David Davis has spent up to an hour in Brexit talks with European Commission chief negotiator Michel Barnier before officials got on with the “serious business” of detailed negotiations, a Government source said.
The Brexit Secretary’s meeting during a flying visit to Brussels included 10-15 minutes alone and away from officials with his opposite number Mr Barnier, in discussions described as “very friendly” and “positive”.
Shortly after declaring it was time to “get down to work” in a media event alongside Mr Barnier, Mr Davis returned to London.
The source dismissed suggestions Mr Davis had to leave talks early to get back to the House of Commons in time to vote against a Labour motion to vastly increase the amount of debating time for backbenchers’ legislation.
But the speculation came with the minority Government mired in difficulties, with Theresa May set to order senior ministers to keep Cabinet discussions private after a series of leaks targeting Chancellor Philip Hammond.
Labour said Mr Davis’s exit from Brussels after a few hours, amid the storm of leaks at home, showed the Government is in “disarray”, while the Liberal Democrats mocked the Brexit Secretary for “skulking back to the UK after just half a day”.
Mr Davis had also spent time speaking to some of the 98 UK officials carrying out the detailed talks, and a Government source insisted: “He didn’t go back for anything specific, just that the timetable for today was always set out this way, that he would go back this morning, they had already agreed that.”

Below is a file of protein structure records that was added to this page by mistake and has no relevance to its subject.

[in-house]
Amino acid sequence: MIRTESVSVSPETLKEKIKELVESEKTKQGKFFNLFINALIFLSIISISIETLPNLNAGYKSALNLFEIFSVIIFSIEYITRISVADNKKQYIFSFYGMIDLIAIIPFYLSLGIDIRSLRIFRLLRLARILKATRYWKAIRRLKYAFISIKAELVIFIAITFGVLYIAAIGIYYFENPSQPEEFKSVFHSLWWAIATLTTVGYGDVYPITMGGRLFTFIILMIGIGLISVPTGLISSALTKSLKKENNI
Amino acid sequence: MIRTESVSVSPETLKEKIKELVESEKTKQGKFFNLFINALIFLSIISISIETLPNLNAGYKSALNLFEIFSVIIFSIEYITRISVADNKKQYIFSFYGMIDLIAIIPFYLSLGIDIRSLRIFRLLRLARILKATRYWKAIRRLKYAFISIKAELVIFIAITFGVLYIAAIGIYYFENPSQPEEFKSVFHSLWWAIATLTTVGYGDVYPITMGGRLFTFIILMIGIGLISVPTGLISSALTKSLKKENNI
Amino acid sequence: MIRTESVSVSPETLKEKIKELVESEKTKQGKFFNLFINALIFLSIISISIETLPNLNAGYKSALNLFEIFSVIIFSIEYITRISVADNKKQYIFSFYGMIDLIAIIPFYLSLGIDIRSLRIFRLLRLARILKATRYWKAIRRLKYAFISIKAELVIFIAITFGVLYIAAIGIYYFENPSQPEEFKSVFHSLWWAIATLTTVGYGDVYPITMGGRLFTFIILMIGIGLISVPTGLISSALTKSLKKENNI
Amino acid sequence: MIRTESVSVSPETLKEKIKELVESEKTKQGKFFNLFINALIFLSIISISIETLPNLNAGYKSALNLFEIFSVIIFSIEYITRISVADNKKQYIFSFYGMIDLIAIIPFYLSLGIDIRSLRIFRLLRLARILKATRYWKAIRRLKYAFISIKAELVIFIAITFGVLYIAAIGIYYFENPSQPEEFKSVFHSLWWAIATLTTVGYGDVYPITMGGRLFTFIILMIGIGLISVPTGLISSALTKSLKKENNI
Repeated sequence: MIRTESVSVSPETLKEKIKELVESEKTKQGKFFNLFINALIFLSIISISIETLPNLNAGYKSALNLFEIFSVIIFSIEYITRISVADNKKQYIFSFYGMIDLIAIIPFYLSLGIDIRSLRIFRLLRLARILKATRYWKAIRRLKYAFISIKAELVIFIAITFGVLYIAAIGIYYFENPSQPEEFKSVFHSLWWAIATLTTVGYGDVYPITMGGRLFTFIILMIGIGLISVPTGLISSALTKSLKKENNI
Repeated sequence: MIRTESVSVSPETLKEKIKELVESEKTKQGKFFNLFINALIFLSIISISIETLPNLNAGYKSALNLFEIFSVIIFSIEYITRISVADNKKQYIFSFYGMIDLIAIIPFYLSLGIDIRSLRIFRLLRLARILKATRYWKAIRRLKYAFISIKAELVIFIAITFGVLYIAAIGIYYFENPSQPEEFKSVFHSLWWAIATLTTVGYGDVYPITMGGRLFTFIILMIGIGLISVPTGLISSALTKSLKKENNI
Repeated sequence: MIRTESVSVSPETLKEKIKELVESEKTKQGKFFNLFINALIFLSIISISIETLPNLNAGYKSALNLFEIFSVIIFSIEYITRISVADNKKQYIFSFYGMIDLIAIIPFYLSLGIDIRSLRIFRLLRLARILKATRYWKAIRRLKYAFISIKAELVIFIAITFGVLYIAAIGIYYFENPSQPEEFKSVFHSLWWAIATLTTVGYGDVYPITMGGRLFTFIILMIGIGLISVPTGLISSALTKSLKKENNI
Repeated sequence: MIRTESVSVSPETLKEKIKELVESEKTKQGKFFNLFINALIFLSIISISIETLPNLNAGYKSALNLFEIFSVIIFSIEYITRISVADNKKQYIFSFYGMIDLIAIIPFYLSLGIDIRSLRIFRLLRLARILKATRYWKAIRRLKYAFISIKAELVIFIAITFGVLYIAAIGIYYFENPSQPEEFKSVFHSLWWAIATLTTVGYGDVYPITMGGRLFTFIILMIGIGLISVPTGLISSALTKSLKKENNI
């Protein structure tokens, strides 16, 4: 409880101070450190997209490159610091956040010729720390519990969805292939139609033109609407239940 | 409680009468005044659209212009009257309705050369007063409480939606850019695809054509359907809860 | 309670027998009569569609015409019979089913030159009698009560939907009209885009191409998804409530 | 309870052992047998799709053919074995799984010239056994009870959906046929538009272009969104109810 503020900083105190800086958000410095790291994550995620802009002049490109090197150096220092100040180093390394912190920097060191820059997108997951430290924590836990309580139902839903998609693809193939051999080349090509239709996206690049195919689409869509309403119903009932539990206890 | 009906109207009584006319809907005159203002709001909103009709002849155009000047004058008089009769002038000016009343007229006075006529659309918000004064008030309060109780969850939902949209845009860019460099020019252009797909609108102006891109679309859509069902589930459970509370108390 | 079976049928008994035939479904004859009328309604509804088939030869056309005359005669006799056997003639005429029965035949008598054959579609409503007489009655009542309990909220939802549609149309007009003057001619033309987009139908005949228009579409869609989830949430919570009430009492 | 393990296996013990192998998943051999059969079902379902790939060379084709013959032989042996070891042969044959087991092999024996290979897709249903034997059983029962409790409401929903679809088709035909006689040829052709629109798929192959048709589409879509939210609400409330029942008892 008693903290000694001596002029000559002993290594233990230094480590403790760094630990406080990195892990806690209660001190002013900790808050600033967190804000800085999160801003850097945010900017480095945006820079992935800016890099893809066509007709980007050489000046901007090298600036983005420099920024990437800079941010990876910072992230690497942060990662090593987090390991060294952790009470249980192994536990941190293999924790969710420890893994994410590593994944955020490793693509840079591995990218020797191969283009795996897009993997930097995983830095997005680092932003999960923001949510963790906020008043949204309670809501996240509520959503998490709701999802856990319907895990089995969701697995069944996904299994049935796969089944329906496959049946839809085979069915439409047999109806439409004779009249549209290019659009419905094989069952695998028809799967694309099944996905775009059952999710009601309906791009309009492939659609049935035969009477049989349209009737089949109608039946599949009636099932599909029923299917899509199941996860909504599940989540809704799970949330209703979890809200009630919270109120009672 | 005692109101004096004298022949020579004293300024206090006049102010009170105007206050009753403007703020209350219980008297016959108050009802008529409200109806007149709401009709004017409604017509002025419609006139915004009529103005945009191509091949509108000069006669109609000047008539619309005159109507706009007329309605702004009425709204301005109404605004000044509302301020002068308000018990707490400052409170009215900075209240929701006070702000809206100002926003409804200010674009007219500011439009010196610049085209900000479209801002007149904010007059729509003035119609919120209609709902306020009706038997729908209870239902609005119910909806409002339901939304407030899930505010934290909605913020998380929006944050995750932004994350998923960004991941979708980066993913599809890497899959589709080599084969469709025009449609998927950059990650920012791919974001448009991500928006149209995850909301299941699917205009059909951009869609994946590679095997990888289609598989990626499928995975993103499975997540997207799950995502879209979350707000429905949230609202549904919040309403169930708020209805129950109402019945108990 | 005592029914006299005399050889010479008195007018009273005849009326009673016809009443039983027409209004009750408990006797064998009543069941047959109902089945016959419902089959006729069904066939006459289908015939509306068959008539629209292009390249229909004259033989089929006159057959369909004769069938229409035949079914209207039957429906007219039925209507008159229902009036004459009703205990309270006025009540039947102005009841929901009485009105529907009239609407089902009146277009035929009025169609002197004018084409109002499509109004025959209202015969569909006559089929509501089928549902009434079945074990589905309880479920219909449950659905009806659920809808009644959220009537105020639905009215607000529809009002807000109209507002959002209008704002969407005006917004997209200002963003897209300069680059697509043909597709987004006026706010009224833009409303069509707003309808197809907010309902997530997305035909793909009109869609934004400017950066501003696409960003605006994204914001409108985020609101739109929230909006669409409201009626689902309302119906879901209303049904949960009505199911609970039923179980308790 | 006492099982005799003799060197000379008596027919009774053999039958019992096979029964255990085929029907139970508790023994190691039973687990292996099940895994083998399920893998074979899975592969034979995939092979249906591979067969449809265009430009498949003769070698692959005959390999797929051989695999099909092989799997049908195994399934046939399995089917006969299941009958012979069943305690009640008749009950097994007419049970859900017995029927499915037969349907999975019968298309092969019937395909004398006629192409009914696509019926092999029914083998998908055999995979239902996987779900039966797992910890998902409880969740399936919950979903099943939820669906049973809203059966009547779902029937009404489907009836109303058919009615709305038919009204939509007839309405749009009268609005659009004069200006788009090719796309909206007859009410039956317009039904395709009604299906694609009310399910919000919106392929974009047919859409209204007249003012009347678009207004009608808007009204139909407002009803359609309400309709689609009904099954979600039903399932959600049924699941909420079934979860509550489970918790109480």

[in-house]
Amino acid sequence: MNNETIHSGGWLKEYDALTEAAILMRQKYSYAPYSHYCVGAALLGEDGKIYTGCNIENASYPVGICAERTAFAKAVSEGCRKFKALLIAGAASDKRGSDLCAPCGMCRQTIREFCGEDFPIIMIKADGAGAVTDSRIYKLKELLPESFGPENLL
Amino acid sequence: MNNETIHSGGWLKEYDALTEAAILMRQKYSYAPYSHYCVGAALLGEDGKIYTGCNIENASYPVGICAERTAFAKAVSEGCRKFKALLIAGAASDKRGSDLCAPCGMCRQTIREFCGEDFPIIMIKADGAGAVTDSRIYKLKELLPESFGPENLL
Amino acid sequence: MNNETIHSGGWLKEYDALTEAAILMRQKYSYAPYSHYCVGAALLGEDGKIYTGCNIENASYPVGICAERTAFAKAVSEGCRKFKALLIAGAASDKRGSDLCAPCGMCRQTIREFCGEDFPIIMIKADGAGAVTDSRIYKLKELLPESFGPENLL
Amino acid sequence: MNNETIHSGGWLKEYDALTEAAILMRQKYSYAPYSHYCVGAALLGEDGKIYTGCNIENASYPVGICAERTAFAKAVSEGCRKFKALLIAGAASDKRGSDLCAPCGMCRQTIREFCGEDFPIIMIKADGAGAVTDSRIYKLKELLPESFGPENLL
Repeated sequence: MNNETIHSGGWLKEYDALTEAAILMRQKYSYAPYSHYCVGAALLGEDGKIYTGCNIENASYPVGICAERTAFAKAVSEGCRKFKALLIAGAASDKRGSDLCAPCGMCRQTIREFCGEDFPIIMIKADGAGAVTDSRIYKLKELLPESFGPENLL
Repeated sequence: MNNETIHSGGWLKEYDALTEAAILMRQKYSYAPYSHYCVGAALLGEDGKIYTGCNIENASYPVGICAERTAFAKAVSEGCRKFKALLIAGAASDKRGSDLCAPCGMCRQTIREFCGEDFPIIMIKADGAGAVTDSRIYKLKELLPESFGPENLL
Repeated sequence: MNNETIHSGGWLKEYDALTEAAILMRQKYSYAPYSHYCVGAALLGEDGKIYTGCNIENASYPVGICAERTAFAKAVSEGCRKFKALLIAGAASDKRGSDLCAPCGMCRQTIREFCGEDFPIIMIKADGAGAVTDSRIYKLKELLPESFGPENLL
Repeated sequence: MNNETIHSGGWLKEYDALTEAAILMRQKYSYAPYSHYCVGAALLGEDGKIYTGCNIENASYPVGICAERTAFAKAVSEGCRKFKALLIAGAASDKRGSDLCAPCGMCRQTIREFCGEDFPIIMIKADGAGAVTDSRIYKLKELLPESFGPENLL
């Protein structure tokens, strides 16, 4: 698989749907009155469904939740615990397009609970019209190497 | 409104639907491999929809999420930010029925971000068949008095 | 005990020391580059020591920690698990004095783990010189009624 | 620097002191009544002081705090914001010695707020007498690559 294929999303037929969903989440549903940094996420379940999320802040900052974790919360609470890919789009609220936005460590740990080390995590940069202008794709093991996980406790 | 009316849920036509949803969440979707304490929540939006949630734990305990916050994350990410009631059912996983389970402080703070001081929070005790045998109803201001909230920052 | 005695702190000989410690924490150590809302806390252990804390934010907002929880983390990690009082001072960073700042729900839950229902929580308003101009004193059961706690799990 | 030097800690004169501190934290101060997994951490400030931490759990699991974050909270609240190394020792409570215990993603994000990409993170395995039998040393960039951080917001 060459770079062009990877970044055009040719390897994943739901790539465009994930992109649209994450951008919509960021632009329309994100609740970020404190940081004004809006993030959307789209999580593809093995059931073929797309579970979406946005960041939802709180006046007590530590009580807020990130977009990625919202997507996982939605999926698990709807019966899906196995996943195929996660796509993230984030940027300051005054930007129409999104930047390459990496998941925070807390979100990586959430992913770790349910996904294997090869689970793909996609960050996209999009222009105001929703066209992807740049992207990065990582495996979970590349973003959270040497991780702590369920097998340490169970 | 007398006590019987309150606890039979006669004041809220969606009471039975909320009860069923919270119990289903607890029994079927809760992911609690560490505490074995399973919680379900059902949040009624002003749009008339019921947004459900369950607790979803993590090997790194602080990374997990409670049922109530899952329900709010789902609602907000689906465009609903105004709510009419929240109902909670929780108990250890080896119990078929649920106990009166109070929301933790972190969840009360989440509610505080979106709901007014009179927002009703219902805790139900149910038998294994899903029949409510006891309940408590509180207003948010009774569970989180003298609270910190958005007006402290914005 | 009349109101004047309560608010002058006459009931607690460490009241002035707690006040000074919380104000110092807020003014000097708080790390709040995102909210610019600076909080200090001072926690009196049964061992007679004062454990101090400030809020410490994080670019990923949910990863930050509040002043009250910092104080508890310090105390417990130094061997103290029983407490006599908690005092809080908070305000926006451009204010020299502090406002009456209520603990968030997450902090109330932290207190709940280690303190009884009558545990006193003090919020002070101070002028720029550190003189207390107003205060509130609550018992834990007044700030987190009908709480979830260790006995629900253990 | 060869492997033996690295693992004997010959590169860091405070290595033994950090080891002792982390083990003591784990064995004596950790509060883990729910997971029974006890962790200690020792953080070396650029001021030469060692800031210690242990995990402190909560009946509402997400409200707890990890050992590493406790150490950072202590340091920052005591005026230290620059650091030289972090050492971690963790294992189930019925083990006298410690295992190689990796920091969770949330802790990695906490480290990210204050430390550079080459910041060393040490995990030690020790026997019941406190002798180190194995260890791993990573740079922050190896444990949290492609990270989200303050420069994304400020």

During their meeting, Mr Davis and Mr Barnier talked about tasking their teams for talks, and said they were looking forward to getting into the substance of the issues, the source said.
Mr Davis is expected to return for further talks with Mr Barnier on Thursday and a potential press conference to wrap up the second formal round of negotiations.
The four day talks got under way with a plenary session followed by working groups on the issues of citizens’ rights, borders, the UK’s financial settlement and separation issues, including the UK’s position in relation to the European civil nuclear regulator, Euratom, the source of Tory disquiet at home.
The mood among the 98 British officials in Brussels was said to be “determined” and a source said they “covered quite a lot of ground” in the talks, conducted in English and French.
A spokesman for the Department for Exiting the European Union said: “As the Secretary of State has said, it’s time to get down to business.
“Both sides have today got round the table and started the serious business of working through our positions in a number of areas.
“We recognise that this will be a complicated and technical process and we look forward to coming back tomorrow to make progress on the work we have begun today.”